If I mention the sifting through trailhead garbage for food, my pura vida might not sound like your cup of tea.  But the tourists are generous in their bread crumbs, shards of vegetables and leftover fruit.  It’s incredible the amount of perfectly good food scraps they discard.  Better still, the rubbish bin is an ecosystem that attracts insects.  It’s a one-stop shop for all the nutritional requirements and the smell isn’t too atrocious on account of the rainforest air.  I’ll tell you something else: it’s tiring to wander the pristine wilds on a daily basis; much better to hang around the rubbish bins.  You can think of it as recycling, as any good Tico would.  Our omnivorous diet is our national contribution.

Down the road a bit the tourists like to watch the hummingbirds that come, attracted by the nectar trays hung out.  They’re small birds, hummingbirds, of several species in Monteverde, all with delicate curved bills suited to nectar-feeding.  But it’s neither their size nor their shiny feathers that impress the tourists, I suppose, as much as how rapidly they can flap their little wings to hover, mid-air, while they eat, if they wish.  At the other end of the scale in terms of speed are the two and three-toed sloths that tourists like to spy on night hikes.  They’re so slow that moss can grow on them.

In every respect Costa Rica is a wildlife haven.  Being in Central America, species that developed in both the North and the South, separately, learnt to intermingle here when the land bridge formed and the landmasses joined.  As I said, our cousins the raccoons prefer up north while in South America are other coati species.  As a result, while our Costa Rica might account for only 0.25% of the planet’s land surface it has 5% of the world’s biodiversity, right here!  Ah, but I sound like I’m boasting.  I would only mention how I like living in a cosmopolitan, multi-species cloud forest society.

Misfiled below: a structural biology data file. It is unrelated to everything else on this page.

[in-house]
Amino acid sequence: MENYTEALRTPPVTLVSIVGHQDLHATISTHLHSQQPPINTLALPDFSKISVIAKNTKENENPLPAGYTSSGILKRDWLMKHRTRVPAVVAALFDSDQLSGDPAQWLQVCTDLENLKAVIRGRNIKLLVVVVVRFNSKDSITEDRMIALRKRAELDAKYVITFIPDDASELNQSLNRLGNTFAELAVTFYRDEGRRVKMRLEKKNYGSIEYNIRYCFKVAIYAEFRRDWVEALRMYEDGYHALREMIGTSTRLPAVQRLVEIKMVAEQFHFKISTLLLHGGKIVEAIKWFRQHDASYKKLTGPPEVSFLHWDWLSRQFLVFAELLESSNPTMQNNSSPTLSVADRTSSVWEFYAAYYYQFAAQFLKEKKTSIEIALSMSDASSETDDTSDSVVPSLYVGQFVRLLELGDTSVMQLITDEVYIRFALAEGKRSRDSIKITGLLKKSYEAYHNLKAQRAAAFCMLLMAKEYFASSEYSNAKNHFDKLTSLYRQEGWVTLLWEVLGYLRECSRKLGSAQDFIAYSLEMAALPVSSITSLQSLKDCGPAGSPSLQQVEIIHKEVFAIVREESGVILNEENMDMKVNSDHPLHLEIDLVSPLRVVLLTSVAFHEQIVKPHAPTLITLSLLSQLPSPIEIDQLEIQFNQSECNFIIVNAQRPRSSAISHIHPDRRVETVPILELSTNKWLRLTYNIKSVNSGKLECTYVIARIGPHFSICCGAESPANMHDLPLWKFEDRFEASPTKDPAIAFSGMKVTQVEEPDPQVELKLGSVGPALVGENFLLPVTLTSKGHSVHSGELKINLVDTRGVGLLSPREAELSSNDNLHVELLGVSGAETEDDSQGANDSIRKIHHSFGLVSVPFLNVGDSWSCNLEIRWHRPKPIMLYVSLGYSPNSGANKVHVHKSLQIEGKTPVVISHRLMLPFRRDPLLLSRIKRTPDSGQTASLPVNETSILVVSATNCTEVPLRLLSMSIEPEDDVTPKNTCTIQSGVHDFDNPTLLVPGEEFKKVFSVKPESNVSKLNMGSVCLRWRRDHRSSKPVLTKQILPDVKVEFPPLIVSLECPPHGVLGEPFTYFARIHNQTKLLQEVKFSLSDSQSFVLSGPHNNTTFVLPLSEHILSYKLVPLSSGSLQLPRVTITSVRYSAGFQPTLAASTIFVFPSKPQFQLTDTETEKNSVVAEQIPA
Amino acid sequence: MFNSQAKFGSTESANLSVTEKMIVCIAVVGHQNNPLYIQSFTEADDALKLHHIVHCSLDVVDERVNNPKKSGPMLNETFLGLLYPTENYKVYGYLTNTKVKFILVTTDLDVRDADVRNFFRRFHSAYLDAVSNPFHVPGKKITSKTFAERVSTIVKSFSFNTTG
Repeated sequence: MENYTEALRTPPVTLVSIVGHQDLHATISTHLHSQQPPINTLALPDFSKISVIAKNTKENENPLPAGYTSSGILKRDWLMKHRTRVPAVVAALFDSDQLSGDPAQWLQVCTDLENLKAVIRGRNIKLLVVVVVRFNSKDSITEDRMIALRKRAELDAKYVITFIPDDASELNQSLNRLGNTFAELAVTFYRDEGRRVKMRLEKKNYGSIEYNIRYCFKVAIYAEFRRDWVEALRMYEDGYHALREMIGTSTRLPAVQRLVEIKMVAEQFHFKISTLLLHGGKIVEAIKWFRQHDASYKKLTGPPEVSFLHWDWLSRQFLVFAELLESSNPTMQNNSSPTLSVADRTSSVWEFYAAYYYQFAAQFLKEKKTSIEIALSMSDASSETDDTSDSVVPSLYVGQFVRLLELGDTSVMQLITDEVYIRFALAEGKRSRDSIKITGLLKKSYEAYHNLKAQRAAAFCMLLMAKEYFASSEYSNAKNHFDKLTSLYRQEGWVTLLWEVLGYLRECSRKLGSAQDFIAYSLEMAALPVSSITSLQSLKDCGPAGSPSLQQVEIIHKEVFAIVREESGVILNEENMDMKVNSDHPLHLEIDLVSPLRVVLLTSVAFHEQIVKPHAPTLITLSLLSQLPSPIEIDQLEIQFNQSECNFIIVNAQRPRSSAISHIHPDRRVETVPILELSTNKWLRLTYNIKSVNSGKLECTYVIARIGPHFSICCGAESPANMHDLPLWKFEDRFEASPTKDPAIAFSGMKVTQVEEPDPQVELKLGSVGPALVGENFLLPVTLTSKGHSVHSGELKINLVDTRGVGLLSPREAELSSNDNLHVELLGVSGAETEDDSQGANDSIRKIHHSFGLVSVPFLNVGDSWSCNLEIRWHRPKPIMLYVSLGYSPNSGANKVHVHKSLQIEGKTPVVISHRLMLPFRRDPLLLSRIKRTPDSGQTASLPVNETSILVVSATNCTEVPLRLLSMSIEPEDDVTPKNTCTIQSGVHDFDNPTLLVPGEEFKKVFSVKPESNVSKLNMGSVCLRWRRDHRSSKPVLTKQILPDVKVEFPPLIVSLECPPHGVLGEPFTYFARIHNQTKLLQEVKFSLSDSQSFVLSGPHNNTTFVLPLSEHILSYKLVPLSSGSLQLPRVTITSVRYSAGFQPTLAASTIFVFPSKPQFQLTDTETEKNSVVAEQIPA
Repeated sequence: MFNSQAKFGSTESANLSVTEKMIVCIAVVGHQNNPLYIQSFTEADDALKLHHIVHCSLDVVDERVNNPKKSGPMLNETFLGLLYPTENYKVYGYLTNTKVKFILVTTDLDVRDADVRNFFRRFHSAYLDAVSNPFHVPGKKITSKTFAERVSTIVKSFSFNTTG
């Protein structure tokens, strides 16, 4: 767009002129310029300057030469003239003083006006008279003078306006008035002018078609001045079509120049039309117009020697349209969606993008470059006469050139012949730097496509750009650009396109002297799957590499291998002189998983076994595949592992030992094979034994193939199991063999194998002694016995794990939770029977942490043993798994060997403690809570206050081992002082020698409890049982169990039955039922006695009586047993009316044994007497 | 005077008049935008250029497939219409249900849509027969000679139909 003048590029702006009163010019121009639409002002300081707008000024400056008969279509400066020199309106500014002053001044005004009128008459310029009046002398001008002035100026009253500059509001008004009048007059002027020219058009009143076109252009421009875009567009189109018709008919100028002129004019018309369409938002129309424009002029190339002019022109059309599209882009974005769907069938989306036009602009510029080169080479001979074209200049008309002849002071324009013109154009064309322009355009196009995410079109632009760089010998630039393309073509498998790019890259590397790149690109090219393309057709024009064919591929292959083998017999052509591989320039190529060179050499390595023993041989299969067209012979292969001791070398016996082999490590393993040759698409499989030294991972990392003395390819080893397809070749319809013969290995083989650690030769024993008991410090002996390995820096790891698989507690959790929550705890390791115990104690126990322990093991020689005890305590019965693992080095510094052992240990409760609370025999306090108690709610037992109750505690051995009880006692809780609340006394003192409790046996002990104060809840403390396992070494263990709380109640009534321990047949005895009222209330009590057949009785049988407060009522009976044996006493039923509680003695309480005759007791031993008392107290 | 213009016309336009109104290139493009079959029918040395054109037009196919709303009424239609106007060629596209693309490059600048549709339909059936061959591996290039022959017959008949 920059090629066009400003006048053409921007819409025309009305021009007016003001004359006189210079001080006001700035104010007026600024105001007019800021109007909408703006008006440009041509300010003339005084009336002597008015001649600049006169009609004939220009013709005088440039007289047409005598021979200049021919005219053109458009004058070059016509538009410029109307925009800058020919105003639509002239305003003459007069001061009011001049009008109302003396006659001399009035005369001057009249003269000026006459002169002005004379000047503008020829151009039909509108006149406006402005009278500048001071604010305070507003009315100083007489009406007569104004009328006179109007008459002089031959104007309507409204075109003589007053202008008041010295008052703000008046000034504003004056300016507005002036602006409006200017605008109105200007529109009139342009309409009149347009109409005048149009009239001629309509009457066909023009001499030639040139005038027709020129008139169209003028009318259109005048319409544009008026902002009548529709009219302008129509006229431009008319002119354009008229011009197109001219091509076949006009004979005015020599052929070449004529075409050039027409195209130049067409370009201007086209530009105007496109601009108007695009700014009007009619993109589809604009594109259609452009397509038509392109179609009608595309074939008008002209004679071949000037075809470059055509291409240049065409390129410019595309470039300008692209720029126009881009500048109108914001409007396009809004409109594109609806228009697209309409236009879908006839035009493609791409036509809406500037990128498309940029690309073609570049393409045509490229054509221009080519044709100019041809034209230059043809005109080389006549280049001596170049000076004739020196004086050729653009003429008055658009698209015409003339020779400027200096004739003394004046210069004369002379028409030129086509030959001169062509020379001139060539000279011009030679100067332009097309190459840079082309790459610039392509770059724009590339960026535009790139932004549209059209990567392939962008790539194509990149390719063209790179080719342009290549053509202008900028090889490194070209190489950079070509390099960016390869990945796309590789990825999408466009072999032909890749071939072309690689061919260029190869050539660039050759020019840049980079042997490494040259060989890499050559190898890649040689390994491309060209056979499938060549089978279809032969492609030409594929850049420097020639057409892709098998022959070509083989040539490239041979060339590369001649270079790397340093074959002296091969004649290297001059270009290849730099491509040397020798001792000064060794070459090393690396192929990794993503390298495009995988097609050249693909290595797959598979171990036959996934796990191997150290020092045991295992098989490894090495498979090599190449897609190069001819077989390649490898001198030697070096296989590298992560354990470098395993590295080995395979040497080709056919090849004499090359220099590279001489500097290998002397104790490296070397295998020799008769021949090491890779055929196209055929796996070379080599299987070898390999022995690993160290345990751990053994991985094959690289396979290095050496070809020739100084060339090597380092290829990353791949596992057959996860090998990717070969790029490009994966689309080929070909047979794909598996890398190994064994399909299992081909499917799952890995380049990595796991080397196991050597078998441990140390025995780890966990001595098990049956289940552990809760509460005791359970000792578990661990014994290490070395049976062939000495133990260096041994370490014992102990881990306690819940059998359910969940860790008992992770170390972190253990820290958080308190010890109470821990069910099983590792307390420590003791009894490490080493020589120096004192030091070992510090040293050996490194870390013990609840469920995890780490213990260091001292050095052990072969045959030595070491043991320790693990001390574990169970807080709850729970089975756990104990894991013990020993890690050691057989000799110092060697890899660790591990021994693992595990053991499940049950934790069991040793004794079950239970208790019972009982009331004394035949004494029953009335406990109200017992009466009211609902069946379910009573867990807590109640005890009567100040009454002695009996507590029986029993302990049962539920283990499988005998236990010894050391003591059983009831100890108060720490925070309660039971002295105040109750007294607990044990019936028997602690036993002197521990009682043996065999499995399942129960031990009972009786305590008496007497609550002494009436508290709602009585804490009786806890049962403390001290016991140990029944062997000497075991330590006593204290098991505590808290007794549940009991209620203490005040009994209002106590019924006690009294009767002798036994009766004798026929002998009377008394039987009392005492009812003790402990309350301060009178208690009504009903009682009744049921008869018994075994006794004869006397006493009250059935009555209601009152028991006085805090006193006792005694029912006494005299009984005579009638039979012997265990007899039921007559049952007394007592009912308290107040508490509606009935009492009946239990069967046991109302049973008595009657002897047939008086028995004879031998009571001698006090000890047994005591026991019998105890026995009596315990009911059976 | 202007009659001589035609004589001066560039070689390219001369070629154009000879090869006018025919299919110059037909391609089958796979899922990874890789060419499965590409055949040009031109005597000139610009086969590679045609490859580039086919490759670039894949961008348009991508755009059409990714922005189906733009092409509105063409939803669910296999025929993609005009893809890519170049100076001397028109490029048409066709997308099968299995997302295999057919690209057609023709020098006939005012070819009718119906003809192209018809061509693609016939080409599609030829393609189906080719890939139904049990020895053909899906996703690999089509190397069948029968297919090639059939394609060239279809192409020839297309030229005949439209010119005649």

Perhaps the most interesting aspect to our lifestyle is how attracted the foreigners have become to our Tico ways.  It’s not a decent habit to eavesdrop but I once heard these American girls, mid-twenties at a guess, talking about a retreat down on our Pacific coast where foreigners try to live in harmony with nature.  There’s no TV there and I believe as much as possible they grow their own food.  I guess even in America the heritage is not only the bright lights of Hollywood, the oil tycoon tiffs of Dallas and the roulette wheels of Vegas.  There’s also Walden Pond in Concord, Massachusetts, where Mr. Henry David Thoreau in the nineteenth century once tried to live a pura vida of his own.  That’s American heritage too.  A secret: Walden’s back in vogue.

There’ll always be critics, those who find my words too 1970s and hippy.  I’d remind that if we think of the 1970s it was flower power that ended the Vietnam War.  It’s not an achievement to be scoffed at.  Not that we could ever have a problem like the Vietnam War here in Costa Rica, because our renowned President José Figueres Ferrer constitutionally abolished our standing army in 1948, leaving more to spend on health, education and culture; making us the most peaceful and politically stable country in Central America.  Neighbouring Panama followed our example in 1990 so it’s catching on.  There must be another tourist t-shirt in all that somewhere.

I’ll have to leave you there: think I smell some tourist tamale, made of corn, delicious, and there has to be some left on the plantain leaf it’s wrapped in when they toss it out!  Do stop by though, if you’re ever lucky enough to visit Costa Rica.  No appointment needed: we coatis will be right here, hanging out around the Monteverde Cloud Forest Reserve rubbish bins. Pura vida!


Statistics in this piece researched on Wikipedia here and here.

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This article also published in Star Magazine, 
here:Pura Vida